“There are still many complex issues that will need to be solved when discussions on the future relationship start, to ensure that goods can continue to flow across borders, not least for transport, trade and customs. The urgency is now to provide clarity to businesses, and that’s why a transition & implementation phase is so crucial. Businesses should only have to adapt to one set of changes and should be given enough time to do so, once new arrangements and rules become clear.

Two years is a very short time: it is imperative that business is given sufficient notice to adopt new practices and systems, and ensure that they are correctly staffed to keep Britain trading.”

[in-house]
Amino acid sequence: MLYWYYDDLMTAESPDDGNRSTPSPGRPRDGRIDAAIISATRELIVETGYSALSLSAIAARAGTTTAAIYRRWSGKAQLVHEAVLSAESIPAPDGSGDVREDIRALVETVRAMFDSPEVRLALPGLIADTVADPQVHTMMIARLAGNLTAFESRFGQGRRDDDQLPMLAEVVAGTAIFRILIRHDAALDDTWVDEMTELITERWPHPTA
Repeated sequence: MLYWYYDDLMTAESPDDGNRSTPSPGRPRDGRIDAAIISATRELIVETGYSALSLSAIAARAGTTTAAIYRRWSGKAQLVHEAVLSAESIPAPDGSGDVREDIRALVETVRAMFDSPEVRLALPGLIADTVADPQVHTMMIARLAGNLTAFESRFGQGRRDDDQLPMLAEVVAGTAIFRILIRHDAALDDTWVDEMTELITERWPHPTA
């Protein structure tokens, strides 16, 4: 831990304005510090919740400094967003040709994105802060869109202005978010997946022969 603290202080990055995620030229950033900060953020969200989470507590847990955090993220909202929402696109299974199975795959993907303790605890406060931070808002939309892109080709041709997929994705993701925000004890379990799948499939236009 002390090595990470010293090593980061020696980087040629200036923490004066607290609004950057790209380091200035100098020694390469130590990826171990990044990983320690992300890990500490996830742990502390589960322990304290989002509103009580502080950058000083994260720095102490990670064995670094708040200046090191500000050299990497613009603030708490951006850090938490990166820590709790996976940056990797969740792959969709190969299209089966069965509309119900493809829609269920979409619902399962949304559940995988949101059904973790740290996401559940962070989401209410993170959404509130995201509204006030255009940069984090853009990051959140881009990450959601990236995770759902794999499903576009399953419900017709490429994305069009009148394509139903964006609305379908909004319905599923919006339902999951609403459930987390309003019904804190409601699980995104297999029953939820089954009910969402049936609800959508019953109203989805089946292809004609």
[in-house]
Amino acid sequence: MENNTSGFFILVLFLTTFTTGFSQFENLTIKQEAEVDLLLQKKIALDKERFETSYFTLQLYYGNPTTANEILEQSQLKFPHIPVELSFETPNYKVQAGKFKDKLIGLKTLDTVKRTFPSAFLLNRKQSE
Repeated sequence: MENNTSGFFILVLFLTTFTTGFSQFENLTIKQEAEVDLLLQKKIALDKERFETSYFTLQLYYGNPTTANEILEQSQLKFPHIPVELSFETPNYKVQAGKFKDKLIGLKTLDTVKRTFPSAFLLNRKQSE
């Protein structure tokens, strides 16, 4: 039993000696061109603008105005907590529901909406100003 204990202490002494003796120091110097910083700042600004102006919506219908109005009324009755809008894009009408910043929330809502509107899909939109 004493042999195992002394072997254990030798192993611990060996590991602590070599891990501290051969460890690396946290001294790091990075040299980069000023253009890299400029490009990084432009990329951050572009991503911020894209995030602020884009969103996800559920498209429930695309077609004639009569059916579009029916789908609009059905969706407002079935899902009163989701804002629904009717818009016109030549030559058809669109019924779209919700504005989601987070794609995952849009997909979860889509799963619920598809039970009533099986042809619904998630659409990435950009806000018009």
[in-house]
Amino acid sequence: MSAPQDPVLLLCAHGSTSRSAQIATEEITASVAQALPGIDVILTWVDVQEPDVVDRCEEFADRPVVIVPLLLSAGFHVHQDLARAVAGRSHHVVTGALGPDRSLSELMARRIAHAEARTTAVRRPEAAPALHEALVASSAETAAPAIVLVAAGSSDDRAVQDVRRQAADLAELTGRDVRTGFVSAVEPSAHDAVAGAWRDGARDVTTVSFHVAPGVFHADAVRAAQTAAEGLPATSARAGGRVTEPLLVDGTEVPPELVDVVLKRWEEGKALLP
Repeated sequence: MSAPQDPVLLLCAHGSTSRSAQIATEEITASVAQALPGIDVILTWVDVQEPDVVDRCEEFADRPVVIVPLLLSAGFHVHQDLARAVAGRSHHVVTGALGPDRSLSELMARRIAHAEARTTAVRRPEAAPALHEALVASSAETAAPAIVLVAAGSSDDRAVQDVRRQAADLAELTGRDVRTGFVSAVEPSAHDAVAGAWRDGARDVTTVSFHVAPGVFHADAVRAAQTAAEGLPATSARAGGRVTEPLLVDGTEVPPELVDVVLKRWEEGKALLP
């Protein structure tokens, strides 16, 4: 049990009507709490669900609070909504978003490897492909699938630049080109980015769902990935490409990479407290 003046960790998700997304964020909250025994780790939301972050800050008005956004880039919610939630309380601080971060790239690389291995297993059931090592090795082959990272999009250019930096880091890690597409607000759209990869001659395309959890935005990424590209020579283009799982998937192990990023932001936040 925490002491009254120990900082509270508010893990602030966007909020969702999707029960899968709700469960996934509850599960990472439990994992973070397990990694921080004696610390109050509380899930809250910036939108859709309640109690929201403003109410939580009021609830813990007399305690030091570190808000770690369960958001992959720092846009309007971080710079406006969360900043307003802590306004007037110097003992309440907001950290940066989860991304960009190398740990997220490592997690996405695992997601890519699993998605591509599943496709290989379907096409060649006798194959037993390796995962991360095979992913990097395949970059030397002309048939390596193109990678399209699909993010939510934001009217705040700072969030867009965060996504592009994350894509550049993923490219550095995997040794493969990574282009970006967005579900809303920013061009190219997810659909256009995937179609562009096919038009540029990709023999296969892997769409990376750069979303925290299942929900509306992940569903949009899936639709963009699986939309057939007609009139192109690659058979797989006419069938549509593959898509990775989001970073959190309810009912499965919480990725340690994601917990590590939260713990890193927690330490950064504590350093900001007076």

Photo: Those of us with long memories will shy away of the reintroduction of Customs posts strung all along the Irish border.

Bookmark and Share

References

  1. ^ BIFA (www.bifa.org)
  2. ^ RHA (www.rha.uk.net)
  3. ^ FTA (www.fta.co.uk)

Brexit News Cheers Road Haulage Freight and Forwarding Interests

Associations Greet Government ProgressShipping News Feature UK – EUROPE – It is safe to say that, when the subject of Brexit is mentioned in the company of anyone linked to the supply chain, there is often a note of cynicism. From shipping companies to road haulage operatives there is often an inherent mistrust of the competence of the political class to manage what is undoubtedly one of the most complex exercises undertaken in the world of modern commerce. With the latest developments however three of the biggest lobby groups representing the British freight industry are expressing cautious optimism that things are finally getting on track for an organised extrication from the EU and Robert Keen, Director General of the British International Freight Association (BIFA[1]), which represents the majority of UK forwarding agents, commented: